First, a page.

Article by Human Rights Watch
Published November 5, 2008
The detention of political activist Alexis Sinduhije and 36 others by Burundian police on November 3, 2008, highlights the growing obstacles to the free exercise of civil and political rights in Burundi, HUMAN RIGHTS WATCH PRESS says.
Sinduhije, well-known as a former radio journalist, has been trying since February 2008 to form an opposition political party, the Movement for Security and Democracy (MSD).
The detention of Sinduhije follow extensive harassment of leaders of several partiesopposed to the dominant National Council for the Defense of Democracy-Forces for the Defense of the Democracy (CNDD-FDD).
“It looks like the ruling party is calling in the power of the state to silence the voices of dissent,” says Alison Des Forges, senior Africa advisor at Human Rights Watch.
Dozens of police armed with Kalashnikovs entered the MSD headquarters shortly after noon on November 3, 2008 indicating they had information that an illegal meeting was being held. A search warrant that they contended legitimised their entry was delivered two hours later, carried no docket number, and listed another premises – Sinduhije’s residence – as the place to be searched. It gave the charge against Sinduhije as “threatening state security.”
Police officers searched and confiscated several documents, one of which they said contained “subversivematerial.” They proceeded to arrest everyone on the premises, including political activists, a receptionist, and a driver who was later released.
When a Human Rights Watch researcher present at the time of the search and arrests questioned police officers about irregularities, they responded that they were only “executing orders” given by Regional Police Commissioner David Nikiza, who had delivered the search warrant.
Asked to comment on the irregularities, the police spokesman, Pierre Chanel Ntarabaganyi, responded that the party itself was illegal and that therefore the search and subsequent detention were justified.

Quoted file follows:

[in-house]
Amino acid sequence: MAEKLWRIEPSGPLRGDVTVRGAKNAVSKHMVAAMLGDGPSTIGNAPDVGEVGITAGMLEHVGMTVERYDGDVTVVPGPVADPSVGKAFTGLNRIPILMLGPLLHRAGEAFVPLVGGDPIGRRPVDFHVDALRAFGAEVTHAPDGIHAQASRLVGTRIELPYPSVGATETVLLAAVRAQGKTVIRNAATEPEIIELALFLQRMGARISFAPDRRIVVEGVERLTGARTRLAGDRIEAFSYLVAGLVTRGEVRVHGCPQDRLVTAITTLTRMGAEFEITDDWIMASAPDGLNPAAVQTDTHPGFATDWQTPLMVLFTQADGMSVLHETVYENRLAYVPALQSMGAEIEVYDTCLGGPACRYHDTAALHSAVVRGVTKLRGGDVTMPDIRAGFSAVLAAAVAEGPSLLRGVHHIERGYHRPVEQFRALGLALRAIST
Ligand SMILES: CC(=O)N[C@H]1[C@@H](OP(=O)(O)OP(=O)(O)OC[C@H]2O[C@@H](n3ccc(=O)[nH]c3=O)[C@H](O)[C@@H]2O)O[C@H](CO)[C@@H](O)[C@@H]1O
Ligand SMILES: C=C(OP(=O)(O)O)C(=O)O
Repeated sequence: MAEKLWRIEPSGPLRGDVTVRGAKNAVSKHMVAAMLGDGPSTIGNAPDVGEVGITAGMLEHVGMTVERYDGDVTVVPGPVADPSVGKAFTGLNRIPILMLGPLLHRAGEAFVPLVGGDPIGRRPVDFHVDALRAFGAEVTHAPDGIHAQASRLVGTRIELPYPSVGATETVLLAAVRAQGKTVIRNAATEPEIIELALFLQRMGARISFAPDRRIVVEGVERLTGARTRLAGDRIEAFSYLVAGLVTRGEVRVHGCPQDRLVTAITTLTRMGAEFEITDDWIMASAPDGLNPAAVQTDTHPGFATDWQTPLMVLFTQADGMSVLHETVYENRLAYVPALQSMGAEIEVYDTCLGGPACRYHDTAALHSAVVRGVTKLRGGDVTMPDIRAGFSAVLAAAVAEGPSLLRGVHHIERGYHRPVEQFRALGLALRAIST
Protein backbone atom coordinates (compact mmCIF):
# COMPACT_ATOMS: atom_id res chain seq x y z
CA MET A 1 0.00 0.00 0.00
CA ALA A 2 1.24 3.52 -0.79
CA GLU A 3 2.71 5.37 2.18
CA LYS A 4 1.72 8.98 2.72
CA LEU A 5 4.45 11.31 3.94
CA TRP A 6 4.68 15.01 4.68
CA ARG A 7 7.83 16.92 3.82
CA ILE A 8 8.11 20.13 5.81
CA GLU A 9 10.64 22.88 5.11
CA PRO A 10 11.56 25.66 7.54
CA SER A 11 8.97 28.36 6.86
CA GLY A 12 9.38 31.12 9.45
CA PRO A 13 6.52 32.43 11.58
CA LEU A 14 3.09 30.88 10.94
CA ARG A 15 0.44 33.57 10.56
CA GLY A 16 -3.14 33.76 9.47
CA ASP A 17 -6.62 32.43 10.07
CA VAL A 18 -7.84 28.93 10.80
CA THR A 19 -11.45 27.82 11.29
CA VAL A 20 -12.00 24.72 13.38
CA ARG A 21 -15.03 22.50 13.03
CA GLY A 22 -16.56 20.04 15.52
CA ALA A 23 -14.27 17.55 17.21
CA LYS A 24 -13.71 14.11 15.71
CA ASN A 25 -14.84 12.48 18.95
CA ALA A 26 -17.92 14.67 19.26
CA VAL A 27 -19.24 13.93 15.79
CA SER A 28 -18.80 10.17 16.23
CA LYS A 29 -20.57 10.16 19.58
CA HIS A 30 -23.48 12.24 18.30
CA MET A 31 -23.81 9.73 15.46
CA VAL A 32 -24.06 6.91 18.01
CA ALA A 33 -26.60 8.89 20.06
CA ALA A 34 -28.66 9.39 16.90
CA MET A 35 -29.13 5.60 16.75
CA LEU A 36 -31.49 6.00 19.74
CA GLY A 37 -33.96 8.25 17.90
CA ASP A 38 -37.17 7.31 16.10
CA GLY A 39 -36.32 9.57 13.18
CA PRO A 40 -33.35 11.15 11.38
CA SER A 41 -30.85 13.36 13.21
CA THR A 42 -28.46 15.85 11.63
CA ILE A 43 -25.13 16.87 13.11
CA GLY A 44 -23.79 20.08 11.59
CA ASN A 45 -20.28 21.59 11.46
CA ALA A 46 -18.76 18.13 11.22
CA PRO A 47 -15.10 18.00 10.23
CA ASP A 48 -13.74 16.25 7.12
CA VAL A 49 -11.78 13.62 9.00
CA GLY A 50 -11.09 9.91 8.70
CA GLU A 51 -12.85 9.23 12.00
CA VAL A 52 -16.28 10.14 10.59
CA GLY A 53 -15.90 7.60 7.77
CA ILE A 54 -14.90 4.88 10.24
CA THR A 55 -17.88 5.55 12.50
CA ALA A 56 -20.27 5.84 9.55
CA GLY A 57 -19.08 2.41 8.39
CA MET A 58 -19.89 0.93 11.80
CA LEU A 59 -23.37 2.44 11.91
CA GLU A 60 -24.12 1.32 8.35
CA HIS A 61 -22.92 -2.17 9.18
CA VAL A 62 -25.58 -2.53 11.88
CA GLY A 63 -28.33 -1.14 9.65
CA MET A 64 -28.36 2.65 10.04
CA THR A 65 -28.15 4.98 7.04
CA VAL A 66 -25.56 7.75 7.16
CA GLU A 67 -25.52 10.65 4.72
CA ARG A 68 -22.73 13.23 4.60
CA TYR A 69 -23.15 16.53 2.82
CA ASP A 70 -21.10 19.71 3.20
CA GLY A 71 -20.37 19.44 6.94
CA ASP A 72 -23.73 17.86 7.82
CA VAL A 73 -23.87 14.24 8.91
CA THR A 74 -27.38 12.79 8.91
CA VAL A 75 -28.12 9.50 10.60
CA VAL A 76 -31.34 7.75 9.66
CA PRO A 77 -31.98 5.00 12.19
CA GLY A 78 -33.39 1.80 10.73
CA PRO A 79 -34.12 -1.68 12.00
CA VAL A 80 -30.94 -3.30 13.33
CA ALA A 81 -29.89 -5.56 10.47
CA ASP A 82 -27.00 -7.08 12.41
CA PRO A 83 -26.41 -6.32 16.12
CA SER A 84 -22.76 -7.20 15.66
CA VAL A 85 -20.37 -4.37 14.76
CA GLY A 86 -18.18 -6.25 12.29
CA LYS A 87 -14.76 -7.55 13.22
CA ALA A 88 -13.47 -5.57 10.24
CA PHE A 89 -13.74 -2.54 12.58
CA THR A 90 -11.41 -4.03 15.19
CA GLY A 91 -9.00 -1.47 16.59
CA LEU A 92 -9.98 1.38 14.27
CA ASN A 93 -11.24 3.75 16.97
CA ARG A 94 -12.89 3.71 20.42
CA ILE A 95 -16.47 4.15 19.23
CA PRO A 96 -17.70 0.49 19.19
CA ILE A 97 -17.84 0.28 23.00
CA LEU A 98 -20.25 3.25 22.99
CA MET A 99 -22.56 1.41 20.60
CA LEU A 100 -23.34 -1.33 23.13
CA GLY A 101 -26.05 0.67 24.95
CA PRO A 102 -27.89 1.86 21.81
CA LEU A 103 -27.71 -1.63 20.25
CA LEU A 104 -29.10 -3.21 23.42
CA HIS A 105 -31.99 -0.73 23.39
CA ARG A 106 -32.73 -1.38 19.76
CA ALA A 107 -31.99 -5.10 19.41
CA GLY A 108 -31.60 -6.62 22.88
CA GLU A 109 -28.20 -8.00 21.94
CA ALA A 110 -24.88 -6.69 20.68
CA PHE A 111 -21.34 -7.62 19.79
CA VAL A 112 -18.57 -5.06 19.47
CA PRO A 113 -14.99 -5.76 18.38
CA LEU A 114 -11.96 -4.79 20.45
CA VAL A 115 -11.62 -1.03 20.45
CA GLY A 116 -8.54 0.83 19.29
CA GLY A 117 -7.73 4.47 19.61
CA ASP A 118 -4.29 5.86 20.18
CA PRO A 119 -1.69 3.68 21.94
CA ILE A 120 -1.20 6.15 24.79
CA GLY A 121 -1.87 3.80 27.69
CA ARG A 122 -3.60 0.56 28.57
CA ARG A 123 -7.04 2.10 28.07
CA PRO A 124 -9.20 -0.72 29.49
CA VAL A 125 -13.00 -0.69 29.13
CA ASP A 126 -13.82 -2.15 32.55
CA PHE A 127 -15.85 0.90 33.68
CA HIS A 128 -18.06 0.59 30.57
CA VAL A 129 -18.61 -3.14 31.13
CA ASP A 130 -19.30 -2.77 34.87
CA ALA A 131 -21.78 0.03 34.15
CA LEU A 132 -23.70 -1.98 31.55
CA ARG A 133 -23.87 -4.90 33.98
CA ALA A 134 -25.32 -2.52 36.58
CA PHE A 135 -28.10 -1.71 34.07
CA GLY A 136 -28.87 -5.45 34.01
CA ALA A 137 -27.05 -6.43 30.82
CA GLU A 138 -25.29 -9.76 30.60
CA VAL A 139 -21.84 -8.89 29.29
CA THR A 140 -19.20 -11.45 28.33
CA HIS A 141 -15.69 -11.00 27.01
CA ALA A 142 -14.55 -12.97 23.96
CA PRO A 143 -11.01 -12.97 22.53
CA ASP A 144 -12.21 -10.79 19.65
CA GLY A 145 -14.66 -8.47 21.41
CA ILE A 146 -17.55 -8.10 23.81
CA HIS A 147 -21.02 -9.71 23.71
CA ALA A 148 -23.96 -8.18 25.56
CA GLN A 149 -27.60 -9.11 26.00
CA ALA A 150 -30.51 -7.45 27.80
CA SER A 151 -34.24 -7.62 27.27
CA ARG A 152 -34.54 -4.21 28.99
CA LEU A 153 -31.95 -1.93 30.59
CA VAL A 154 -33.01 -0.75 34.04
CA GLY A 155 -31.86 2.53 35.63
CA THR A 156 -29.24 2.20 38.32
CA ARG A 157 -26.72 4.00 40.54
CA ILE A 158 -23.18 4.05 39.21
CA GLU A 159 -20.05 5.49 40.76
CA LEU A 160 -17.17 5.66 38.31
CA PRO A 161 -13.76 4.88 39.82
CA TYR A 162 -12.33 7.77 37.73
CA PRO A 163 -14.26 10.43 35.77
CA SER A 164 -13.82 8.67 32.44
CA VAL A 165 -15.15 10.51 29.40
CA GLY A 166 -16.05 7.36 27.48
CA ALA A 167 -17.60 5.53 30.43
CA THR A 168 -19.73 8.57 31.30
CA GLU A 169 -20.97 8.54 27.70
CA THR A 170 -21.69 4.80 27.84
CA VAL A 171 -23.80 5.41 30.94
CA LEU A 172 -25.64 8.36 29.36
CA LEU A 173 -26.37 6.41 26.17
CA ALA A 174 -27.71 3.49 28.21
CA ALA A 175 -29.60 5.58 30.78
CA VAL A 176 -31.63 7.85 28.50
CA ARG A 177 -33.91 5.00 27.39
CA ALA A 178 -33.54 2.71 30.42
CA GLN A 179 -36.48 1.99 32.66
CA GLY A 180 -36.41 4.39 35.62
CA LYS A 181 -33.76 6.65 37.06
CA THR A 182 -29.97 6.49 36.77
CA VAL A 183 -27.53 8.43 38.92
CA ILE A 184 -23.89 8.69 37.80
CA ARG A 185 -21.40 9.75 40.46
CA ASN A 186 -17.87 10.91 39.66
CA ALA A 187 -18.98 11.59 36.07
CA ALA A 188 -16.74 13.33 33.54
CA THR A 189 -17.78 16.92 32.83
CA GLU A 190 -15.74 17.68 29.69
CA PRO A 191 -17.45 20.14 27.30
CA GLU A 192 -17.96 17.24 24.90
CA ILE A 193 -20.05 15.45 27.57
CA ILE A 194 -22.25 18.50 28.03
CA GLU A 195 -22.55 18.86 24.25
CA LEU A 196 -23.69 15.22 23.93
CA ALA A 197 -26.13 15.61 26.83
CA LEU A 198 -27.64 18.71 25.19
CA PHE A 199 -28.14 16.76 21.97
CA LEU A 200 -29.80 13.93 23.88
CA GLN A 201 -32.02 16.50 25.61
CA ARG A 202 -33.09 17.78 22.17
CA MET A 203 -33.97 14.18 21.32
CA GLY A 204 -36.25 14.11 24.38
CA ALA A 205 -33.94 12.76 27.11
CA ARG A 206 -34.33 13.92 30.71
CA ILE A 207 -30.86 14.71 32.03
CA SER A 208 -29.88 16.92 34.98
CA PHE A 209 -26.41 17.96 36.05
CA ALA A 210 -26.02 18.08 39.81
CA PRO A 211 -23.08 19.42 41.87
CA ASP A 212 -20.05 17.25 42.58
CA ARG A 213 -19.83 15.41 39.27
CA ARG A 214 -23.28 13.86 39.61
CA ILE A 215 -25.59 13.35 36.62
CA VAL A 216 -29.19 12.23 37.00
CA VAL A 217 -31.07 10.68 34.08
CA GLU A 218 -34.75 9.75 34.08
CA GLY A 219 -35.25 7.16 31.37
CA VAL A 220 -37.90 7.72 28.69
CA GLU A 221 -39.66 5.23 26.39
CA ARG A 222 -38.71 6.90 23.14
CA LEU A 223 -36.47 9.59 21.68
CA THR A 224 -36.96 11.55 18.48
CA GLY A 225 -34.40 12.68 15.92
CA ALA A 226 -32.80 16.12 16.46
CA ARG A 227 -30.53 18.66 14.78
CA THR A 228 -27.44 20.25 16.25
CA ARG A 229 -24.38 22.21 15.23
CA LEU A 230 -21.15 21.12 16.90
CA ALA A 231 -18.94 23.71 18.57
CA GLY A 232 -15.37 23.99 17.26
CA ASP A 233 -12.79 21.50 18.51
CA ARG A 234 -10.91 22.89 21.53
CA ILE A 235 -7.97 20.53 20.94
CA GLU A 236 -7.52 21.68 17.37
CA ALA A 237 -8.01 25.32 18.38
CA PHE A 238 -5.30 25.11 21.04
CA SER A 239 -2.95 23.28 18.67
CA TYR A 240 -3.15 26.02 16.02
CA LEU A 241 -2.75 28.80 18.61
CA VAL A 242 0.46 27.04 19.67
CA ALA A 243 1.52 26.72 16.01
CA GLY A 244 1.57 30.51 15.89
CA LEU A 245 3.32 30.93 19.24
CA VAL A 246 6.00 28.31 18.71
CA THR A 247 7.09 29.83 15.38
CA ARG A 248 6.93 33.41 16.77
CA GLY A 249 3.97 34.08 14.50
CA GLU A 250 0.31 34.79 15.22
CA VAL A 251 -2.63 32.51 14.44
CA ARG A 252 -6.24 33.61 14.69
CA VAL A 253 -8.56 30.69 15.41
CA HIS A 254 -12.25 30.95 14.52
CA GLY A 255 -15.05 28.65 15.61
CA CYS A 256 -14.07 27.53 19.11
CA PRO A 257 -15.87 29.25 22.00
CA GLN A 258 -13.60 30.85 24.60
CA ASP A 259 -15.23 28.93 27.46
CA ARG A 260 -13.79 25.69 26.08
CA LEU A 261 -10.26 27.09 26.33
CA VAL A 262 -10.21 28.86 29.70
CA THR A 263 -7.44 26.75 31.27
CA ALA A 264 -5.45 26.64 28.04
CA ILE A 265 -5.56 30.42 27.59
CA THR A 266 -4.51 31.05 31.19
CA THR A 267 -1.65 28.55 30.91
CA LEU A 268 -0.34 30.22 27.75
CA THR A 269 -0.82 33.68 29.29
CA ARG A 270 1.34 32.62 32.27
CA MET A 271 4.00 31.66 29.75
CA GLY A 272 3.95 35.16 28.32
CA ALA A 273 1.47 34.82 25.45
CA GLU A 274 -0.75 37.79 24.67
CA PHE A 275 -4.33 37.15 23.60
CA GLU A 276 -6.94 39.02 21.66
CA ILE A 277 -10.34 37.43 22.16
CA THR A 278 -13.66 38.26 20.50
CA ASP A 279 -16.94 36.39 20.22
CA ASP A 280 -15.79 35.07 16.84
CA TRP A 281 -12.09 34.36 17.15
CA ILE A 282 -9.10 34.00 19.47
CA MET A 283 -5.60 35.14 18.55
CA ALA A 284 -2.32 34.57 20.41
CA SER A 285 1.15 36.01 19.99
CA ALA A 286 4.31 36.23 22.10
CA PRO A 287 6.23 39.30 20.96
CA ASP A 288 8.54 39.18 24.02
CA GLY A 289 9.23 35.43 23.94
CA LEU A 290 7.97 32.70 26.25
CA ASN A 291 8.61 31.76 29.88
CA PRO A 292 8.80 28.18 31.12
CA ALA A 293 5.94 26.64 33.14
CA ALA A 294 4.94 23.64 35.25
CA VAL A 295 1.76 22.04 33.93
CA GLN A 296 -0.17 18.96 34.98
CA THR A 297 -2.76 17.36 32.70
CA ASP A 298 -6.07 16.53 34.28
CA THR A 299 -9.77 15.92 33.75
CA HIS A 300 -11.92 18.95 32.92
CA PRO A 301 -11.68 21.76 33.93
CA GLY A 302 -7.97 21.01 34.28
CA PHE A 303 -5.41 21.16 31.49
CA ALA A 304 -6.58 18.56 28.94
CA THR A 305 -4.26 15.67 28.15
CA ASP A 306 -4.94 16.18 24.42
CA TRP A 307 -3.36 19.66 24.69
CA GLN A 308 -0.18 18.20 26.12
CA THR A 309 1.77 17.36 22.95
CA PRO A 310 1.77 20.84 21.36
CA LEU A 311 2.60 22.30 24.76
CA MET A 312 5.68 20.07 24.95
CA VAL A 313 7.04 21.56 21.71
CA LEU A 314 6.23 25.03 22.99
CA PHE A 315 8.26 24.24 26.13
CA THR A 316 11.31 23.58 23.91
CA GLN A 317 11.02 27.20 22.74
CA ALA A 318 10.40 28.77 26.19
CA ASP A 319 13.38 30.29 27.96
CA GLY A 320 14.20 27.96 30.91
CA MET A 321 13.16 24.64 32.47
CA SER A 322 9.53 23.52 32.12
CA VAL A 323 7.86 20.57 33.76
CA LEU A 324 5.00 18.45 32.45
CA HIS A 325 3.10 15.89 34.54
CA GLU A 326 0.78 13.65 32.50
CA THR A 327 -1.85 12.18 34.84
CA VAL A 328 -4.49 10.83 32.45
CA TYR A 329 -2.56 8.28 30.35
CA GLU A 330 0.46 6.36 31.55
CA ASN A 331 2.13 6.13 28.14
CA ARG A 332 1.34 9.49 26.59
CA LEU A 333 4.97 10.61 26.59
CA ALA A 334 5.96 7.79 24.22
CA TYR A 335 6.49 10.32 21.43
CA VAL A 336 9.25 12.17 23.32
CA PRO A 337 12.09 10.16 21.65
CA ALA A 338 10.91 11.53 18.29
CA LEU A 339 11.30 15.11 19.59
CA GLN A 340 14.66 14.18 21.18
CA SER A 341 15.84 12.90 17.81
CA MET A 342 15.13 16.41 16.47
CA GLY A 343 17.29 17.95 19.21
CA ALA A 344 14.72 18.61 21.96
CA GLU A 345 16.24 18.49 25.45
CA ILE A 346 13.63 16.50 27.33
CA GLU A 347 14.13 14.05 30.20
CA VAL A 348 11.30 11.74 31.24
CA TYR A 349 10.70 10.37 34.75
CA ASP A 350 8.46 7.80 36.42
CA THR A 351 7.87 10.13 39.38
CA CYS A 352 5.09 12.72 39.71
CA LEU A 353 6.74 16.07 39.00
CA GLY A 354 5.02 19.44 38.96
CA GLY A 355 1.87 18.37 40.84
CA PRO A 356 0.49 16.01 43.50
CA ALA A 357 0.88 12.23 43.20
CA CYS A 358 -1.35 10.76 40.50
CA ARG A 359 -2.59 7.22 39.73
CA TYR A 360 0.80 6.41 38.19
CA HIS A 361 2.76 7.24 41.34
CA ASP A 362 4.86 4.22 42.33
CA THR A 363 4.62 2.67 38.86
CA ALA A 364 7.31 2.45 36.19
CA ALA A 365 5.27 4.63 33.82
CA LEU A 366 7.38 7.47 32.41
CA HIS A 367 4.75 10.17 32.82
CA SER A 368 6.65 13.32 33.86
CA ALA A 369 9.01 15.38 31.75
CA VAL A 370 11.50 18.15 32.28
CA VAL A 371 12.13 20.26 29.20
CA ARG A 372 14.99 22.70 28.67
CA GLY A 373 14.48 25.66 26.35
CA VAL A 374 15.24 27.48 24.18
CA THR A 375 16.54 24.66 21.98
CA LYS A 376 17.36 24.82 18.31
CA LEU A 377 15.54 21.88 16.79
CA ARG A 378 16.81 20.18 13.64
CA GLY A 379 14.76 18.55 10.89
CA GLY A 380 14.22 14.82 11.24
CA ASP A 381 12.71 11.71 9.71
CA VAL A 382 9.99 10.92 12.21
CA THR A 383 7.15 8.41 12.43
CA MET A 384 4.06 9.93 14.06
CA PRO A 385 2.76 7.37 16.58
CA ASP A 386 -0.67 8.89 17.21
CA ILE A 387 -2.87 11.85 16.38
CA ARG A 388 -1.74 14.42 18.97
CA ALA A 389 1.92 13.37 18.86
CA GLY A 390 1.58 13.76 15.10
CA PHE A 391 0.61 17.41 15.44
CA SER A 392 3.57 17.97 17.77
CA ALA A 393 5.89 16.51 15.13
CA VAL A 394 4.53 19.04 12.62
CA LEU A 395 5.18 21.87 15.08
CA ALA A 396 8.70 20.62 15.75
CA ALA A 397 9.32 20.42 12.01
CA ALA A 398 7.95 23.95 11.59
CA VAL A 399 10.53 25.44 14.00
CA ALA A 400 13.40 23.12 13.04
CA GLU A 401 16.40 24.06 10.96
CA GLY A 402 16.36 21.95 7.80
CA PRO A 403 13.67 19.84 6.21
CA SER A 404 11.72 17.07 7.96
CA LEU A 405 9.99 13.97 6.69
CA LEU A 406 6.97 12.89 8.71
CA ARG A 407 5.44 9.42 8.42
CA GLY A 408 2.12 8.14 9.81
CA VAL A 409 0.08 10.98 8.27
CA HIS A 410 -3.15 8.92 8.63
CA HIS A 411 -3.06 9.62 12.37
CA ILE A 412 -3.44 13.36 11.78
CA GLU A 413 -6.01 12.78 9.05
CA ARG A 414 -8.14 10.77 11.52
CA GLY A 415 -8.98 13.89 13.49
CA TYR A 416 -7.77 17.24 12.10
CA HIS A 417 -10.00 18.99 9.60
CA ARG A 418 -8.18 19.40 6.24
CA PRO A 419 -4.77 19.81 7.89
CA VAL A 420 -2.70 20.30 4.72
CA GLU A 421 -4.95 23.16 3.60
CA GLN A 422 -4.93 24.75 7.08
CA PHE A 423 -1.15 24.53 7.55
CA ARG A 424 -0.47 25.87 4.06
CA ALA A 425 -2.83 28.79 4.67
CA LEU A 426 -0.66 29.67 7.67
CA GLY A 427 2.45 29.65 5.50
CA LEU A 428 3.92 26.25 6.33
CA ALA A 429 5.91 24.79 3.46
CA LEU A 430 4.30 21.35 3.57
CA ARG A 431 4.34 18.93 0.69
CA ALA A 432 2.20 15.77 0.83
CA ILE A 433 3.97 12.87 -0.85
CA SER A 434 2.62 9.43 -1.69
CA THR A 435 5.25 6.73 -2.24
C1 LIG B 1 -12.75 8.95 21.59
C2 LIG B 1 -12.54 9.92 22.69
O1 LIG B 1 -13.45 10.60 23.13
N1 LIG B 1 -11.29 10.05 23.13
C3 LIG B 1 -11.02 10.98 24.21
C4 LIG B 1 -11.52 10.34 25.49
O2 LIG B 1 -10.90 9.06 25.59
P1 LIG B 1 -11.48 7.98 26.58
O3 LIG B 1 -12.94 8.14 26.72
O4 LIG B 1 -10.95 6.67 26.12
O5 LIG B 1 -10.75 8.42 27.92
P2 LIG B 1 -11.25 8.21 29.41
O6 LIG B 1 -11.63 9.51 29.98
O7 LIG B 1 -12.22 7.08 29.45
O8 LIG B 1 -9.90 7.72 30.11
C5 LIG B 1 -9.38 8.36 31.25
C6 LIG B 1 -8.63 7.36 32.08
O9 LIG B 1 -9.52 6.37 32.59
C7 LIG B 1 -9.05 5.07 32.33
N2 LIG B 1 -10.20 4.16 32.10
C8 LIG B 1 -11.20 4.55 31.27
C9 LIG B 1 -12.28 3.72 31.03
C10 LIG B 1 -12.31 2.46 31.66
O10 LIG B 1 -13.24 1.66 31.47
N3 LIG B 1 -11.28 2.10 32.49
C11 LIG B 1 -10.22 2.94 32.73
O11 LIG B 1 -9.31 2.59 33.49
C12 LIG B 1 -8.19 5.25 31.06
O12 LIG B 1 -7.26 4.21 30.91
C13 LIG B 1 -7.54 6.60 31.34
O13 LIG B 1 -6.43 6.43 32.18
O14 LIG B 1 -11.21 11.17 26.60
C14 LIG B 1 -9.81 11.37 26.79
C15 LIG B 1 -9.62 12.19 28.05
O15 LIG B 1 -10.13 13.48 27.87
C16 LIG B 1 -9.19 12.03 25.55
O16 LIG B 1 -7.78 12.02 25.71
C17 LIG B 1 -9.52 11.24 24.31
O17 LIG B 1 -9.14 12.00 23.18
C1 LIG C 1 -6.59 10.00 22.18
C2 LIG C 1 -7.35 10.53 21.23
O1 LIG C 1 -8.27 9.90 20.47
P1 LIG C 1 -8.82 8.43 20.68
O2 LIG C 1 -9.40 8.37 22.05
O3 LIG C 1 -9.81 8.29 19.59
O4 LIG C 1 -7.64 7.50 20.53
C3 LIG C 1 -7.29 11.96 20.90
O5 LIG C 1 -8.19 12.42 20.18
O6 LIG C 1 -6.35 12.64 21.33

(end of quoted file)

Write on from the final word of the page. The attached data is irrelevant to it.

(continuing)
Interior Minister Venant Kamana has refused to register MSD as a political party, claiming that a party cannot include “security” among its goals because security is the exclusive province of the state.
Taken into custody on November 3, 2008, Sinduhije and the others were still being held at several city jails as of the evening of November 4,2008 without any charges having been formally entered against them. Police officers interrogated Sinduhije, in the presence of his lawyer, about statements in the confiscated documents criticising President Pierre Nkurunziza’s development policies. They suggested such statements might lead to a charge of “insulting the President.” They also interrogated him about efforts to recruit party members among young people, some of them former combatants in rival forces during 10 years of civil war.
Two other MSD members were arrested in the last week of October 2008 in Cankuzo province, one for allegedly distributing party cards, the other for having such a card in his possession.
Ntarabaganyi, the police spokesman, told a Human Rights Watch researcher that Sinduhije and the others had been arrested for holding an unauthorised meeting. A ministerial ordinance issued in early October 2008 requires political parties to obtain official authorisation for meetings rather than simply informing officials of their intent to meet, as had previously been the case. Burundian law does not require groups other than political parties to obtain authorisation for meetings.
Other parties have also faced harassment. Since late September 2008, police have arrested at least 25 members of UPD-Zigamibanga, a party opposed to the CNDD-FDD. Most were arrested in Ngozi province on charges of participating in an unauthorised meeting and released after paying a fine, but two others were detained in Kayanza province on charges of insulting President Nkurunziza after they criticised his education policy during a private conversation.
Most local authorities on the provincial and communal levels are CNDD-FDD members. Even before the new ordinance on meetings was issued, some of them used their authority or that of the police to hinder political meetings or to shut down press conferences by opposition parties including the Democratic Front in Burundi (Frodebu), theDemocratic Alliance for Renewal (ADR), and the CNDD (a party different from CNDD-FDD).
Burundi has ratified the International Covenant on Civil and Political Rights as well as the African Charter on Human and Peoples’ Rights. Both of these treaties require Burundi to protect fully the rights to freedom from arbitrary detention and to freedom of association. To avoid arbitrary detention, persons detained on suspicion of having committed a criminal offense must be informed of the charge against them as quickly as possible, allowed access to a lawyer and to visitors, and be brought speedily before a judicial authority with power to order their release.
“Using the police to limit dissent and to discourage peaceful political activity violates the rights of Burundians and weakens the rule of law,” says Des Forges. “Officials should promptly release Sinduhije and others arbitrarily detained and permit Burundians the full exercise of their civil and political rights.”